"In the land of Murphy there is but ONE law!"
Levity
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Good advice, Bill. I'm currently memorizing a lengthy script which I will be performing as a monologue next week, and I, too, have broken it into sections while I've been memorizing it. Then I put the sections together and rehearse the whole. It's a thorough way of learning your material, whether it be a script or routine.

G
"I suggest you watch very carefully..."
JamesTong
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Wow! Bill, those advices are excellent and very useful. Thank you!
Kent Wong
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I also believe that when you are rehearsing the routine (as opposed to practicing the moves), you need to rehearse the transitions as well. Perform the trick that comes before the cups and balls routine, transition into the routine, perform the routine, and then transition out for your next effect (if there is one). This way, your rehearsal will allow you to develop a smooth flowing, coherent act, rather than a series of choppy tricks.

Kent
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JamesTong
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The "Transition" is a very good idea, Kent. Thanks! It is certainly food for thought for me as it really did not occur to me on that one.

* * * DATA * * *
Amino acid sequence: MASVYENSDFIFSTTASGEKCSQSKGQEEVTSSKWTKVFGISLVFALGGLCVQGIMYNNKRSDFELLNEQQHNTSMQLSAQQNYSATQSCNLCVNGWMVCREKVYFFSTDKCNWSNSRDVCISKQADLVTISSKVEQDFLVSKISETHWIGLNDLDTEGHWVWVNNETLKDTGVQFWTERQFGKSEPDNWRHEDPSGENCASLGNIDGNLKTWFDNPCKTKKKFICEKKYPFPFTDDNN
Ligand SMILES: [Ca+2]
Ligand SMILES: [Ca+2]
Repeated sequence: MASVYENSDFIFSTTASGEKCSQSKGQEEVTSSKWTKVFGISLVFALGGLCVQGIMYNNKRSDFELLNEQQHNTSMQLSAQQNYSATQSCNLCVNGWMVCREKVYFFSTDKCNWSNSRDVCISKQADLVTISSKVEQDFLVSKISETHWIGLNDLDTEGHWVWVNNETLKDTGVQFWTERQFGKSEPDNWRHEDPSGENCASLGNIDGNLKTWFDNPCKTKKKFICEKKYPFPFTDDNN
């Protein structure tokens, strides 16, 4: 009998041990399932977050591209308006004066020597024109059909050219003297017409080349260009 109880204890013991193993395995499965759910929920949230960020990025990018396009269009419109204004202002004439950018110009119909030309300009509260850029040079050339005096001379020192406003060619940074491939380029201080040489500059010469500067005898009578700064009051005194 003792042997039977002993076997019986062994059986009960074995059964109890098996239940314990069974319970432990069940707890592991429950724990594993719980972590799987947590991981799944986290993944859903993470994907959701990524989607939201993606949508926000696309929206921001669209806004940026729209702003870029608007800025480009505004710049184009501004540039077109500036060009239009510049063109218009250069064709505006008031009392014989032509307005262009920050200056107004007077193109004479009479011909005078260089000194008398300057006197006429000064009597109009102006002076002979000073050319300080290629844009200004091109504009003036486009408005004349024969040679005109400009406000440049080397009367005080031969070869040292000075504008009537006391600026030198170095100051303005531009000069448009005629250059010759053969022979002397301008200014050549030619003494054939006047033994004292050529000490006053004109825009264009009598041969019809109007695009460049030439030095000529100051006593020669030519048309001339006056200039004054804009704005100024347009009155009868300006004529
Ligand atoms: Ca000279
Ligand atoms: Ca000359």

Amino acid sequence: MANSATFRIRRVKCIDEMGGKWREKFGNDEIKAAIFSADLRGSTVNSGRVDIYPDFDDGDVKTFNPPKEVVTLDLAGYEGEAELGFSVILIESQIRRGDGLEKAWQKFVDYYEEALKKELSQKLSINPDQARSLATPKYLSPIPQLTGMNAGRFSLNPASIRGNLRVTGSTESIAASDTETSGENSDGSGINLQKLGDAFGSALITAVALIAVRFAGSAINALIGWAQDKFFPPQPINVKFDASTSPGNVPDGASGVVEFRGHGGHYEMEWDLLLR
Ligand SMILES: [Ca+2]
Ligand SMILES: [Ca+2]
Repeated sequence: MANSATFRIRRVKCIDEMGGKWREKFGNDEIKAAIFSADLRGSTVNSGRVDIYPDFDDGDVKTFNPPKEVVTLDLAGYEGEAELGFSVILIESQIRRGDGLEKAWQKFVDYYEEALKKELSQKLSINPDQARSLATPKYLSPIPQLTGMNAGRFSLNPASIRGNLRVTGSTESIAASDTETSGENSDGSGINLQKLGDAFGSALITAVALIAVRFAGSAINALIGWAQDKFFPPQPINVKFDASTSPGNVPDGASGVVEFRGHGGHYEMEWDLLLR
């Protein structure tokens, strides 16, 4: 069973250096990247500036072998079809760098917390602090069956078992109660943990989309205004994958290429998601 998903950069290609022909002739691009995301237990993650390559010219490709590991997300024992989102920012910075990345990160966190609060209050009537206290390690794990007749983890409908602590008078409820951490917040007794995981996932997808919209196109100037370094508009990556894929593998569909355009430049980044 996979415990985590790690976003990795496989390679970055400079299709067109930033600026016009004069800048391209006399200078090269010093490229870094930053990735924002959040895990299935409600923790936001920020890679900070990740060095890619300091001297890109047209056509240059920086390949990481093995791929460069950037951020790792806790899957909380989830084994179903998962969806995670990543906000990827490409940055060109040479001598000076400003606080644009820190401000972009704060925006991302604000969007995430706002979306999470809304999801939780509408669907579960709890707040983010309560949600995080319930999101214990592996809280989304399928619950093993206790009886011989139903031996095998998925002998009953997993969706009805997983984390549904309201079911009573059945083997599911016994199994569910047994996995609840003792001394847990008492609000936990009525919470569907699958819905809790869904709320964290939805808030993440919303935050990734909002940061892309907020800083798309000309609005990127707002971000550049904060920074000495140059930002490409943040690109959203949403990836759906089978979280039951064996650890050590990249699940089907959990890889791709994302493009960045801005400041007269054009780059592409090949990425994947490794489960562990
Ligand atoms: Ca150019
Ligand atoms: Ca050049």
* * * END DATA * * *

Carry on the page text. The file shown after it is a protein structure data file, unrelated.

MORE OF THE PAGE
Bill Palmer
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That's very good. Just one thing, though -- make sure the transitions encourage applause.
"The Swatter"

Founder of CODBAMMC

My Chickasaw name is "Throws Money at Cups."

www.cupsandballsmuseum.com
Gerald
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You can’t go wrong with Bill’s outline. This method can be applied to most anything you are trying to learn. It would be a good idea to study Bill’s suggestions. They have far reaching implications.

If your practice sessions and rehearsals are consistent, creative, energetic, well-organized with meticulous attention to detail, then your performances have a good chance of reflecting those characteristics.

The opposite is also true. If your practice and rehearsal is sporadic, careless, unimaginative and disorganized, your performances will most likely reflect those traits. These “axioms” should be obvious, but we know how easy it is to overlook the obvious.